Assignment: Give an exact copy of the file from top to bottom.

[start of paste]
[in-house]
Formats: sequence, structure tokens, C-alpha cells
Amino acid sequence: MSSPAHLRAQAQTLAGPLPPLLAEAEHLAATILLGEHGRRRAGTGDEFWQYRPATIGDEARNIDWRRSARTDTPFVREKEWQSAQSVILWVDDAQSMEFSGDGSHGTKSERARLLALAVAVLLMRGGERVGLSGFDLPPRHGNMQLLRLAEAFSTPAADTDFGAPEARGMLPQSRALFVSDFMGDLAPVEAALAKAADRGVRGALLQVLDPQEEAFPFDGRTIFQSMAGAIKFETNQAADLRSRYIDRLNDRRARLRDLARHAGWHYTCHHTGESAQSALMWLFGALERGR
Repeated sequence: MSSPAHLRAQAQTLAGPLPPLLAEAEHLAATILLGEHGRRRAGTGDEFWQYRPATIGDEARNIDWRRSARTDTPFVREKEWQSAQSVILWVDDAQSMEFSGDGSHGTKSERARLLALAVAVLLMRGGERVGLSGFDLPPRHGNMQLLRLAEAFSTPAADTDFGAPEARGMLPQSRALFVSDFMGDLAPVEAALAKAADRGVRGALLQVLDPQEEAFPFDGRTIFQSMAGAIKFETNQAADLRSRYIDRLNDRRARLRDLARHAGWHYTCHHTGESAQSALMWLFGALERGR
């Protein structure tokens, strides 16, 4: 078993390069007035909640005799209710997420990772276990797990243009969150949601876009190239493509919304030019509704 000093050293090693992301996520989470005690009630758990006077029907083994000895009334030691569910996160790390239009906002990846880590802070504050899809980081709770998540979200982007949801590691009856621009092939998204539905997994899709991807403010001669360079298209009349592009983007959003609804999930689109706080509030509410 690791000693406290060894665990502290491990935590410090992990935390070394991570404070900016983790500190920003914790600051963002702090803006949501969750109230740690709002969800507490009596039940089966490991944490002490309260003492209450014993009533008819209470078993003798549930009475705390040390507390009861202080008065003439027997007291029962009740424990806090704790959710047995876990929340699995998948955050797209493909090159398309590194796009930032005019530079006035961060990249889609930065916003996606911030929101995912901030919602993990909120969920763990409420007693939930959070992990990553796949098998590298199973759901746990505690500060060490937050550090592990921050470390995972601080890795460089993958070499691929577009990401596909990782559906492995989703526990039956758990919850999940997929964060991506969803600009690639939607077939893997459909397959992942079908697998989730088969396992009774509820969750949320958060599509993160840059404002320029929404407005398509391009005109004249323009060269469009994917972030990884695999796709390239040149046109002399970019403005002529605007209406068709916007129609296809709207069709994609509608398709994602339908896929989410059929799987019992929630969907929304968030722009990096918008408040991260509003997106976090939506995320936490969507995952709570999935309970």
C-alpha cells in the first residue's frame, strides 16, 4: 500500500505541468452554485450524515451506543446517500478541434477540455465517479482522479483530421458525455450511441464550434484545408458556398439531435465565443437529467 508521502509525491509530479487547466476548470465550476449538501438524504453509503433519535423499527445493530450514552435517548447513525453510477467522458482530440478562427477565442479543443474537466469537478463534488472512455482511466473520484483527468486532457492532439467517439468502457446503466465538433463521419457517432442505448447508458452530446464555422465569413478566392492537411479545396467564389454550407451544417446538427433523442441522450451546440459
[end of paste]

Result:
[in-house]
Formats: sequence, structure tokens, C-alpha cells
Amino acid sequence: MSSPAHLRAQAQTLAGPLPPLLAEAEHLAATILLGEHGRRRAGTGDEFWQYRPATIGDEARNIDWRRSARTDTPFVREKEWQSAQSVILWVDDAQSMEFSGDGSHGTKSERARLLALAVAVLLMRGGERVGLSGFDLPPRHGNMQLLRLAEAFSTPAADTDFGAPEARGMLPQSRALFVSDFMGDLAPVEAALAKAADRGVRGALLQVLDPQEEAFPFDGRTIFQSMAGAIKFETNQAADLRSRYIDRLNDRRARLRDLARHAGWHYTCHHTGESAQSALMWLFGALERGR
Repeated sequence: MSSPAHLRAQAQTLAGPLPPLLAEAEHLAATILLGEHGRRRAGTGDEFWQYRPATIGDEARNIDWRRSARTDTPFVREKEWQSAQSVILWVDDAQSMEFSGDGSHGTKSERARLLALAVAVLLMRGGERVGLSGFDLPPRHGNMQLLRLAEAFSTPAADTDFGAPEARGMLPQSRALFVSDFMGDLAPVEAALAKAADRGVRGALLQVLDPQEEAFPFDGRTIFQSMAGAIKFETNQAADLRSRYIDRLNDRRARLRDLARHAGWHYTCHHTGESAQSALMWLFGALERGR
């Protein structure tokens, strides 16, 4: 078993390069007035909640005799209710997420990772276990797990243009969150949601876009190239493509919304030019509704 000093050293090693992301996520989470005690009630758990006077029907083994000895009334030691569910996160790390239009906002990846880590802070504050899809980081709770998540979200982007949801590691009856621009092939998204539905997994899709991807403010001669360079298209009349592009983007959003609804999930689109706080509030509410 690791000693406290060894665990502290491990935590410090992990935390070394991570404070900016983790500190920003914790600051963002702090803006949501969750109230740690709002969800507490009596039940089966490991944490002490309260003492209450014993009533008819209470078993003798549930009475705390040390507390009861202080008065003439027997007291029962009740424990806090704790959710047995876990929340699995998948955050797209493909090159398309590194796009930032005019530079006035961060990249889609930065916003996606911030929101995912901030919602993990909120969920763990409420007693939930959070992990990553796949098998590298199973759901746990505690500060060490937050550090592990921050470390995972601080890795460089993958070499691929577009990401596909990782559906492995989703526990039956758990919850999940997929964060991506969803600009690639939607077939893997459909397959992942079908697998989730088969396992009774509820969750949320958060599509993160840059404002320029929404407005398509391009005109004249323009060269469009994917972030990884695999796709390239040149046109002399970019403005002529605007209406068709916007129609296809709207069709994609509608398709994602339908896929989410059929799987019992929630969907929304968030722009990096918008408040991260509003997106976090939506995320936490969507995952709570999935309970």
C-alpha cells in the first residue's frame, strides 16, 4: 500500500505541468452554485450524515451506543446517500478541434477540455465517479482522479483530421458525455450511441464550434484545408458556398439531435465565443437529467 508521502509525491509530479487547466476548470465550476449538501438524504453509503433519535423499527445493530450514552435517548447513525453510477467522458482530440478562427477565442479543443474537466469537478463534488472512455482511466473520484483527468486532457492532439467517439468502457446503466465538433463521419457517432442505448447508458452530446464555422465569413478566392492537411479545396467564389454550407451544417446538427433523442441522450451546440459